MBA News You Need: Alumni Gifts at Chicago Booth and Wharton, Cryptocurrencies at IE Business School, and More.
Each week we collect all the MBA news that’s fit to print to give you a quick overview of the latest trending topics from top schools around the world.
Here’s your quick MBA News You Need digest for the week of March 29, 2018.
HBS Announces NVC Semifinalists in Student Business Track
Harvard Business School announced the 31 semi-finalist teams from the first round of its New Venture Competition. 84 judges sifted through an initial pool of 140 student-led startup teams. The competition invites entrepreneurial-minded students to pitch their business ideas either on Business or Social Enterprise tracks for a chance to share $315,000 in cash prizes.
The 71 Business Track teams competed in the first round on March 25th, while early March saw a record number of Social Enterprise Track teams (69) compete. The eight finalists for each track will be announced in the coming weeks. To see a list of all the semifinalists, visit the HBS Newsroom.
$10M Gift Support Junior Faculty Fellowships at Chicago Booth
Chicago Booth is known for its incredible faculty, which includes nine Nobel Prize winners among a host of world-class scholars. In recognition of that strength, Chicago Booth alumni Clifford Asness (MBA ’91, PhD ’94) and John Liew (AB ’89, MBA ’94, and PhD ’95) donated $10 million to support junior faculty fellowships. The goal of the donation is to help sustain Booth’s intellectual leadership while also helping the school recruit bright young scholars. The fellowship will offer reduced teaching loads to junior faculty and more time for research. (Chicago Booth Newsroom)
“The renowned faculty at Booth have helped reshape the face of business, markets, and the global economy through their insights and analyses,” said Cliff Asness. “Continuing that legacy of faculty excellence is imperative, and I’m honored to be able to support young Booth faculty at the beginning of their careers.”
Companies Look for ROI Before Hiring MBAs
The coveted MBA has historically been touted as a surefire path for business professionals to improve their value to potential employers. Increasingly the distinction of the MBA has come under siege. But some employers have begun to question the return on investment (ROI) they get from hiring MBA graduates. Do they really get enough extra value from an MBA compared to the cost of paying a higher salary? The key for these companies is to hire MBAs with specialized skills compared to generalist MBA graduates.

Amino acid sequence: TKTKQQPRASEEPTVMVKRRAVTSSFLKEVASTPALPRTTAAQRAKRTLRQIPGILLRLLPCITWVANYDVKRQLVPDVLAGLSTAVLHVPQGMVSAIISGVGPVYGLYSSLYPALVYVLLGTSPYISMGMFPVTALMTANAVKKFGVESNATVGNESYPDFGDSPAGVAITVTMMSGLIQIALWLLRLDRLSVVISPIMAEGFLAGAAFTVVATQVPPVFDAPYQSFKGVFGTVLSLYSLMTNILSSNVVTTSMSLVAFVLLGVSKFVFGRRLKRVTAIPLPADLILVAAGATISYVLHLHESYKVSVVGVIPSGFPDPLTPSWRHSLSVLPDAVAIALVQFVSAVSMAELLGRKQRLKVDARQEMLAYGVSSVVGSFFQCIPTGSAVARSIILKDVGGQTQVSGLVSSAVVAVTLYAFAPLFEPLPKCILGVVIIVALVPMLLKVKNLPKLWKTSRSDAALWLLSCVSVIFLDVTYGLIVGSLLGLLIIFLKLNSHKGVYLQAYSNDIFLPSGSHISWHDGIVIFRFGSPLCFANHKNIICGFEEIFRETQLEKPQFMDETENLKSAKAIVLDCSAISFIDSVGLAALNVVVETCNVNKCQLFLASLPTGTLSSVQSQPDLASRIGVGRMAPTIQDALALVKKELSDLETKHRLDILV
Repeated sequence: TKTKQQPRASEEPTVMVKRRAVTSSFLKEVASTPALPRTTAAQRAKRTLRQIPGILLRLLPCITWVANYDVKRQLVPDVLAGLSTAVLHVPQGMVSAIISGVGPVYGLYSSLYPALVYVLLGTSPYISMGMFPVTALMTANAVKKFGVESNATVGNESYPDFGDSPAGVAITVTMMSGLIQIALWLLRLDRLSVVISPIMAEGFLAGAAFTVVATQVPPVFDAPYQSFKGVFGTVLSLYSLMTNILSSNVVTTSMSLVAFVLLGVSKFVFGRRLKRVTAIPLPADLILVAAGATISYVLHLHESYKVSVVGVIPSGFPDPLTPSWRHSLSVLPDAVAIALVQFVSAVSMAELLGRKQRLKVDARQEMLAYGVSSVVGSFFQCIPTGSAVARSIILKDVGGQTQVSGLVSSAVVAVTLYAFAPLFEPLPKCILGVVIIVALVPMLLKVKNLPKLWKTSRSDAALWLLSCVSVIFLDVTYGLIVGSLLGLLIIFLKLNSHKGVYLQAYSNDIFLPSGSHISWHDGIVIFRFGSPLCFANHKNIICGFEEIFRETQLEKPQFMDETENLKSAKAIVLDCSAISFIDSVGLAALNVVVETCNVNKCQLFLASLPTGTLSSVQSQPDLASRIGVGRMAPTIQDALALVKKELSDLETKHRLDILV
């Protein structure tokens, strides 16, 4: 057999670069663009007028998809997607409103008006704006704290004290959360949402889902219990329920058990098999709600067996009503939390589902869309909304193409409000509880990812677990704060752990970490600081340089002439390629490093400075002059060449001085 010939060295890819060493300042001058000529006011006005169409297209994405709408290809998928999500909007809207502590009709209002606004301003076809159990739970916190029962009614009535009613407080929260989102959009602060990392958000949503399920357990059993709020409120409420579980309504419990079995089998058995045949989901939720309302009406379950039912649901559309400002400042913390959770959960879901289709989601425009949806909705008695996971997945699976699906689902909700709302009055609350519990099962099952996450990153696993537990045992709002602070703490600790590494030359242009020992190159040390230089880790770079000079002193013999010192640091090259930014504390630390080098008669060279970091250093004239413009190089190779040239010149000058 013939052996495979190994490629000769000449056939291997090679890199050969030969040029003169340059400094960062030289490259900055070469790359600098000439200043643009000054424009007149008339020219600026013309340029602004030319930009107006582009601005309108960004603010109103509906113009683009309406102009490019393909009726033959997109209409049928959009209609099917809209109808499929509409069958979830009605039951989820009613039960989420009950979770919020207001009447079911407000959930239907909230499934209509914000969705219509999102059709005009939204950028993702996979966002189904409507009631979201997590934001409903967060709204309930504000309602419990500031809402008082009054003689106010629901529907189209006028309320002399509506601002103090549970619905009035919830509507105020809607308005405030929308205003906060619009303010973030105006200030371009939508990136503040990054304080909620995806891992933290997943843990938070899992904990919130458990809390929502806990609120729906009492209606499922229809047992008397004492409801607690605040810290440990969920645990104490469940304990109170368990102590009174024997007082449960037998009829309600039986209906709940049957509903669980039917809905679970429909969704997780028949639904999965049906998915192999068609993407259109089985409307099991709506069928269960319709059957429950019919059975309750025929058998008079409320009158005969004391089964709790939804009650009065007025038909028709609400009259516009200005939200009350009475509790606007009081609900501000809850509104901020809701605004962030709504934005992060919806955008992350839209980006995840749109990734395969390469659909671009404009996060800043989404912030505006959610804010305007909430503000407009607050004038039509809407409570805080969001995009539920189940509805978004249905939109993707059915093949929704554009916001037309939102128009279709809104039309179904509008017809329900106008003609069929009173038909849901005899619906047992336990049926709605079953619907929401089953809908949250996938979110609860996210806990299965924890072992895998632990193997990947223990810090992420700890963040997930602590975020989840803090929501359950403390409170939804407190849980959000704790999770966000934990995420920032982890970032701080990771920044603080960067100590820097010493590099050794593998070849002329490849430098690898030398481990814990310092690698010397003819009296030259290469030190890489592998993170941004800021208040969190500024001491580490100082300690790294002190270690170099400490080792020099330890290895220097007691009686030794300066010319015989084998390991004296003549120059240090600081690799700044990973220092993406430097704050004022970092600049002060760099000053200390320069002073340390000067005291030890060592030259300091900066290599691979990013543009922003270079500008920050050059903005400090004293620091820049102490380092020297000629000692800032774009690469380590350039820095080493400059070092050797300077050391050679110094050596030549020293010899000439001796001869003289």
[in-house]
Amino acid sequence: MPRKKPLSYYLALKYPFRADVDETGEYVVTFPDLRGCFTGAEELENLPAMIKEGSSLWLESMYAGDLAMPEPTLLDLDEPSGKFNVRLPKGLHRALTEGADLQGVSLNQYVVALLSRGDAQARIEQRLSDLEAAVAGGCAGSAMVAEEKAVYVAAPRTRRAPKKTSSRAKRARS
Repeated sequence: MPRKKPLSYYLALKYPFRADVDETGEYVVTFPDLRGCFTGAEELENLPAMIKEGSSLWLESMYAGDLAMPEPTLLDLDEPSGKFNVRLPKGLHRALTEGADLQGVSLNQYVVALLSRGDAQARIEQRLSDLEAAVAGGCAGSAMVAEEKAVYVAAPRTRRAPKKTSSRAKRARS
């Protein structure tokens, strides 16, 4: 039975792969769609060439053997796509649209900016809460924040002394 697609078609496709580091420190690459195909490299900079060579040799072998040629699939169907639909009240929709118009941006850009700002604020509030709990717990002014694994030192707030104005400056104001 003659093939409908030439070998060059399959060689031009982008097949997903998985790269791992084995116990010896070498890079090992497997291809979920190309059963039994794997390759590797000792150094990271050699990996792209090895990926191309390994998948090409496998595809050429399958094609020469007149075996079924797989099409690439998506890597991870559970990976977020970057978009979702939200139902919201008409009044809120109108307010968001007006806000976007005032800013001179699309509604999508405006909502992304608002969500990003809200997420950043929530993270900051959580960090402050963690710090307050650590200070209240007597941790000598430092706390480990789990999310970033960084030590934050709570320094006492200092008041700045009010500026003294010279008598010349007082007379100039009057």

The good news is that more and more employers expect to hire business school graduates in 2018, as long as schools and graduates demonstrate their worth. According to Scott DeRue, dean of the Michigan Ross School of Business, the ROI of an MBA hire is typically negative until the third year of employment. “We have to prove their value to recruiters,” DeRue said. Find out what companies are looking for in MBA recruits in the full Financial Times article.
IE Business School Launches #IEToken Pilot Program on Blockchain and Cryptocurrencies
What could MBA students do with 10,000 tokens to invest in cryptocurrencies? That’s what the IE Business School wants to find out with its #IEToken Project. It’s a pedagogical experiment that will help students learn to create value based on blockchain. The project is part of the International MBA Startup Lab, which helps students develop business plans and find investors. In all, 2.4 million tokens have been placed in students’ hands.
“We want students to understand what value means and to learn to create it from scratch,” says Asier Arranz, director of IE Business School’s Technology Lab. “It is also a way for business school students to understand and use advanced blockchain tools, a skill which will be very much in demand in coming years.” (IE Business School Blog)
$4 Million Gift from Estée Lauder Chairman Promotes Wharton Leaders
A $4 million gift from William P. Lauder, the executive chairman of the Estée Lauder Companies, will endow the Wharton Leadership Fellows Program. The 15-month fellowship provides development opportunities for second-year MBA students who mentor, coach, and support first-year MBA students. Fellows play a critical role at Wharton by strengthening team dynamics, providing feedback, coaching growth, and addressing conflict.
“I have always believed that great leaders are also great teachers, coaches, and mentors,” said Lauder in a press release announcing the new gift. “That’s what I expect of leaders at the Estée Lauder Companies, and what I hope to model for MBA students… I’ve been consistently impressed by the ways in which Wharton Leadership Fellows enhance and contribute to the learning culture at Wharton. I am thrilled to support this outstanding program’s continued growth and evolution.”
To learn more about the gift as well as the Wharton Fellows Program, visit Wharton News.
The #MeToo Movement Has Reached Silicon Valley’s Venture Capital Industry—But Will It Last?
The #MeToo movement has left an indelible mark both inside and outside the venture capital industry. More venture firms are seriously listening to and weighing allegations of sexual harassment than ever before. In addition, many venture firms and startups emphasize diversity in the workforce and management, particularly when it comes to gender discrimination. However, it’s not all good news.
For many Silicon Valley venture firms, there’s a refusal to admit that a problem even exists. While the #MeToo movement has brought the problem to light, some in the industry refuse to acknowledge it and are resistant to making any changes. Still, in the last year or so, there’s been a push for progress. As James Joaquin, one of the co-founders of Obvious Ventures, told Business Insider, “I think we’ve made more progress in the last 12 months than in the last 12 years prior to that.” But will that change persist? Read the article to find out.